I've heard quite a bit of fantasy genre blasting. Most who bash hesitate when you bring up writings such as C.S. Lewis' Chronicles of Narnia...which had, gasp, a 'white witch', a faun, centaurs...so on and so forth. The bashers are more sure of their position when you suggest 'Lord of the Rings'...seriously, 'magic rings', elves, orcs, dwarfs, goblins (can't remember if they are in there or not, but 'Gollum' certainly gives me of a mental picture of a goblin–and yes, I am aware that he had a past as a hobbit). How about some more suggestions to challenge your thoughts? I'm sure I can find one to make you say, 'ah...no, I don't read that stuff.' How about...Star Wars? Aliens anyone? Or...how about vampires...and...werewolves! Gasp, gasp...
My point is that while fantasy can be dark, and much of it is 'dark' out there these days, fantasy is merely a tool for telling a good story and the fact that it is fiction should be evident. If you can't separate the facts from the fiction then don't read nor write it. I myself follow this same line of reasoning (which is why I have a hard time writing mystery/suspense–my 'villain' becomes all too real to my mind so I have a tendency to turn him/her into a 'nice' guy which ruins my story line every time). It is not good for us to avoid real life because our heads are stuck in a fantasy world.
We should be feet firmly on the ground, mentally and spiritually. The obvious should be said–I do not suggest crossing lines into writing books that praise false deities and dabble in paranormal activities. I feel the same about books that take the name of the Lord in vain, have sexually explicit scenes and innuendoes, so on and so forth.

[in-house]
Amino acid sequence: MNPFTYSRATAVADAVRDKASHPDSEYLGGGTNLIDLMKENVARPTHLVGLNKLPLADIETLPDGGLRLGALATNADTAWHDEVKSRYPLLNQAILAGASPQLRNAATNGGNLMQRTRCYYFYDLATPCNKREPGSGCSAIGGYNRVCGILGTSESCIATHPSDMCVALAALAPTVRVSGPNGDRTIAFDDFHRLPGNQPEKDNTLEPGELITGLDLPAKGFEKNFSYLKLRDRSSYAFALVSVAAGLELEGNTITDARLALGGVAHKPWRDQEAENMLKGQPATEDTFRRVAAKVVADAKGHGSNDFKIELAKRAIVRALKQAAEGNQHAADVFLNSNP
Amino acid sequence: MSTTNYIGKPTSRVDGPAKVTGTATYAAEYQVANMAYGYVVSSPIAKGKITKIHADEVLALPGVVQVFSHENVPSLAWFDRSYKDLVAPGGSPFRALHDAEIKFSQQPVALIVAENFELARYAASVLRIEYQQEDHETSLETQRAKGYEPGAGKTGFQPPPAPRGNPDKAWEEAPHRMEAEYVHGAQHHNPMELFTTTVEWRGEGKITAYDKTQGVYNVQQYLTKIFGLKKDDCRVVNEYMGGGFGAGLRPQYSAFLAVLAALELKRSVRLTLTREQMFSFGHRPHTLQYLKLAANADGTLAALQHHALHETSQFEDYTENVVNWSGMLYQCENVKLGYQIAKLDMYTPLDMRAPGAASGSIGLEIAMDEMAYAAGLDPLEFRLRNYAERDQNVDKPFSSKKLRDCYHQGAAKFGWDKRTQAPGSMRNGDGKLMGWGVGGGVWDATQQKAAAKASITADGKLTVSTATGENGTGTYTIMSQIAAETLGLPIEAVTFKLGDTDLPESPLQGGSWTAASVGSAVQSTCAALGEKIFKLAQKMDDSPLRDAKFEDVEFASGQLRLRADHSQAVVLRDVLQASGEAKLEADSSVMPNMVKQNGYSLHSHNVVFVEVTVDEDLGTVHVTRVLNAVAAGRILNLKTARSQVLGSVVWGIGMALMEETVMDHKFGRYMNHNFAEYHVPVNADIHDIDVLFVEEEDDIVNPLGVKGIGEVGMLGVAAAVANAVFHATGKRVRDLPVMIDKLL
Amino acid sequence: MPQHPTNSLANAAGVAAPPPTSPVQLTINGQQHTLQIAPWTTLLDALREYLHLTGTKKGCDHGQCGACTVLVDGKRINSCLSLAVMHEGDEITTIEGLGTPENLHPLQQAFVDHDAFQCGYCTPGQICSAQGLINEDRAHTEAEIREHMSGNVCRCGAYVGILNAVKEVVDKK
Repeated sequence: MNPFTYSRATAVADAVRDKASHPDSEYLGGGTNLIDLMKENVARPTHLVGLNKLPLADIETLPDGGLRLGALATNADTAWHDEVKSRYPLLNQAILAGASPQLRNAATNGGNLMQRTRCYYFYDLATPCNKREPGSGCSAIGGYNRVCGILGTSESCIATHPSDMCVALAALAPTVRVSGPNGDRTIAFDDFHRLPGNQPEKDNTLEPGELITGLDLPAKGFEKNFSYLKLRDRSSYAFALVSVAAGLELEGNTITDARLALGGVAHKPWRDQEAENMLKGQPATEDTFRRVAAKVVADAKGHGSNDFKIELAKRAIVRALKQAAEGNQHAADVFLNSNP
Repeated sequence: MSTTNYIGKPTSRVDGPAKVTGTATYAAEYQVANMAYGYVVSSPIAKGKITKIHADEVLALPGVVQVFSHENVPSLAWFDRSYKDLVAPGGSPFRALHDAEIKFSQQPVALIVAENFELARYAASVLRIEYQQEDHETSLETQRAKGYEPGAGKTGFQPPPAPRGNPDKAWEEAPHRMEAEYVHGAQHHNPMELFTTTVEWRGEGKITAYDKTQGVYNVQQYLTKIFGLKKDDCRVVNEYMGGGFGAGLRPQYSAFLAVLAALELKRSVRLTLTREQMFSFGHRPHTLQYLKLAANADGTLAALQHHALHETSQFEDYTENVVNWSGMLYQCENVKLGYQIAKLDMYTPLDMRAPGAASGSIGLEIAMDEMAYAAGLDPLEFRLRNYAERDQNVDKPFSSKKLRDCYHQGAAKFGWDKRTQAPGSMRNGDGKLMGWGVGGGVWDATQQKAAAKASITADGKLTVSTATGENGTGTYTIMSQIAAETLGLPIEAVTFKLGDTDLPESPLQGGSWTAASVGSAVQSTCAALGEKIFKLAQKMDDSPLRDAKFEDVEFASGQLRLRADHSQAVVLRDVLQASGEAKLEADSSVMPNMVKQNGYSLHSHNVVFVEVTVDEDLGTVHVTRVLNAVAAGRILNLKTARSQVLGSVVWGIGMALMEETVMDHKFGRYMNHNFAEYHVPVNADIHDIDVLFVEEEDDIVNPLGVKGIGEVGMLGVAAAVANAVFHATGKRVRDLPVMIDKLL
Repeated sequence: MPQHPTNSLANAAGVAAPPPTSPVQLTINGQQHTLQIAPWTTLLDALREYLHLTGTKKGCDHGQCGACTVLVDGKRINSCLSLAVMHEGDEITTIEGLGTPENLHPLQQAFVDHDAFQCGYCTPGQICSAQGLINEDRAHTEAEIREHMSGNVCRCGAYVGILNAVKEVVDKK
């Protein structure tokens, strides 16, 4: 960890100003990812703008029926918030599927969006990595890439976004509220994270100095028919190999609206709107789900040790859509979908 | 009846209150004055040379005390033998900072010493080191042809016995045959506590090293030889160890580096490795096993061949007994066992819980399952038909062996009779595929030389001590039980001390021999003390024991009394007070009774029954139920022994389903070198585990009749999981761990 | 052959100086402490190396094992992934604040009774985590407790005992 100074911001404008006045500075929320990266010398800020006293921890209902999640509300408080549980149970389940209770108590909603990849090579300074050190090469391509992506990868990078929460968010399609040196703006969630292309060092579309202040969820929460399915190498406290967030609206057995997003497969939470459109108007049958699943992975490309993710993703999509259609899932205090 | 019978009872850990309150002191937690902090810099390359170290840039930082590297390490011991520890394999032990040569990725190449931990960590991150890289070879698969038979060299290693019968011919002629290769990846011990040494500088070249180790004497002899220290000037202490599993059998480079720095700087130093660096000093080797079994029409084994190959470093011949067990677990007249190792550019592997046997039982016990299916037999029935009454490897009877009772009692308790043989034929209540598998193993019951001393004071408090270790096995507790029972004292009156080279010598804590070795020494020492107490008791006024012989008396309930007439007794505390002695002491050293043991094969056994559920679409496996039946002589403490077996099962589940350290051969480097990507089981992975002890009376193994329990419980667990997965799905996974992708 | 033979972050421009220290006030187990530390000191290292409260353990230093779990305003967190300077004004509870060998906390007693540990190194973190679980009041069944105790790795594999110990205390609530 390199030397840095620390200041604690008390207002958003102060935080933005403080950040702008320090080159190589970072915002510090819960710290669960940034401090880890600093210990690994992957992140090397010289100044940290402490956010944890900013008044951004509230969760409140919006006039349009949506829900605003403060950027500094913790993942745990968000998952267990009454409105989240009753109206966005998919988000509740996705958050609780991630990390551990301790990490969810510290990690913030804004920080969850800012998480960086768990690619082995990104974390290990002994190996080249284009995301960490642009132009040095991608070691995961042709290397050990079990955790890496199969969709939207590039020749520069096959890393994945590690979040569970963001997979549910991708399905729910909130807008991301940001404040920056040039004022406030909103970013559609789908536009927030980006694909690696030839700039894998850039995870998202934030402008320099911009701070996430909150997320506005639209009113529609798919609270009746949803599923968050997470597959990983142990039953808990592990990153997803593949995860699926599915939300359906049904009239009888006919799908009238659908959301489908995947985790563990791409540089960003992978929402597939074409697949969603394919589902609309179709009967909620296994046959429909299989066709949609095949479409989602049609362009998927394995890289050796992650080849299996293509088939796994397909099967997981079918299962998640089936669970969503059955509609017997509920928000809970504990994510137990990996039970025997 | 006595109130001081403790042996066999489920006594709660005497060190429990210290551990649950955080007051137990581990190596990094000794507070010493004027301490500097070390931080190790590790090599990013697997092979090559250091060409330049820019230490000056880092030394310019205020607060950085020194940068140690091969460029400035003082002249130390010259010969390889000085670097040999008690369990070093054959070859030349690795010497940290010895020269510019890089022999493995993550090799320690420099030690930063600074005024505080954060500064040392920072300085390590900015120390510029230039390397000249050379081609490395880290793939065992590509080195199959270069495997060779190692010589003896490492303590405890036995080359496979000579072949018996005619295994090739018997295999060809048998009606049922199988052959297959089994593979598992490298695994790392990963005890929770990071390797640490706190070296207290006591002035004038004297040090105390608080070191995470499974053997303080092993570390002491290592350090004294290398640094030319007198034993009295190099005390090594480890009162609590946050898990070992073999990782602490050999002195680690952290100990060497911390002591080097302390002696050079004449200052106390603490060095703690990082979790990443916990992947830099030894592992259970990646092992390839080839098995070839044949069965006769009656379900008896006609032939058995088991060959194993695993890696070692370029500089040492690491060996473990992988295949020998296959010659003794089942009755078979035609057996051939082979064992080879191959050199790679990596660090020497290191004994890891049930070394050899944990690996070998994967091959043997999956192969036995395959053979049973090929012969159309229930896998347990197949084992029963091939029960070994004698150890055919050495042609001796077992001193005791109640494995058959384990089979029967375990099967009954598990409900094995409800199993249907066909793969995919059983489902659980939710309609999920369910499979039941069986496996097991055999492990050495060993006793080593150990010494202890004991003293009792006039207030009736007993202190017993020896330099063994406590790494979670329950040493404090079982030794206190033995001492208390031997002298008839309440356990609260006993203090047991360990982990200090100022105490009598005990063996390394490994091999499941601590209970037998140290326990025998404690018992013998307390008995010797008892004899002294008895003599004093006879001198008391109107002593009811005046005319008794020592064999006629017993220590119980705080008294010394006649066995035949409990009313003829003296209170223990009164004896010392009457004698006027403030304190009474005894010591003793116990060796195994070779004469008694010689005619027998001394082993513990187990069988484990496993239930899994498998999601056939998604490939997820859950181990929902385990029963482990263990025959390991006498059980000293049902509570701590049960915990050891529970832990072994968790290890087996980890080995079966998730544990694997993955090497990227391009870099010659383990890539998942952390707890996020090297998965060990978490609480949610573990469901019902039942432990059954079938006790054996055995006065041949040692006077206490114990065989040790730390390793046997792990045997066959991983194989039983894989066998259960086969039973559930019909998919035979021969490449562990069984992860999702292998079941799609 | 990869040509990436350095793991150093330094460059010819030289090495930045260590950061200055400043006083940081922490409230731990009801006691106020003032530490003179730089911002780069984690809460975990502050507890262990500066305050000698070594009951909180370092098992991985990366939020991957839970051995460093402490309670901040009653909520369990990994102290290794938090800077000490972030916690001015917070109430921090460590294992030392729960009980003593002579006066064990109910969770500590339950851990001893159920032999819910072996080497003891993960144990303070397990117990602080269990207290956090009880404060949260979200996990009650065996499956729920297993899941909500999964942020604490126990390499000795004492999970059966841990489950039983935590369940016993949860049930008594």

But there are books which have affected my life–in a good way–that would stun some Christians if they heard the names of them. I'd immediately feel the sting of judgment...nothing new for a PK so pardon me while I brush the barbs from my back and move on.
Fairy tales would be considered a form of fantasy. I once heard a preacher review a seldom heard fairy tale and I swear everyone sat up and forsook their Sunday morning nap!
The story is what we read for. Right now, there is an insatiable hunger in the world for young adult fantasy fiction and I can either ignore that fact or I can write the stories that are in my mind. I choose to write them...or they choose me, I haven't figured that part out yet.
I never intended to write any fantasy fiction. Never even intended to write Young Adult fiction, and yet...that is where I've ended up, book after book...many of which may never reach publication. I've finally given in and accepted this point in my writing. The time to explore is now–before being locked into one genre, and I know–I'll likely not be able to stick to just one no matter what the experts say.
What I began my writing with is fiction which was mainly geared toward Christian female readers, and while I haven't forsaken that genre, I have found walls built around the concept of 'Christian' fiction which have tainted my picture of what I can express.
Definitely haven't given up on my original genre, and things are changing rapidly–who knows where I'll end up.
Please, join me on this journey, let us learn storytelling together, and hopefully we'll both find storytelling a rewarding experience regardless of the genre.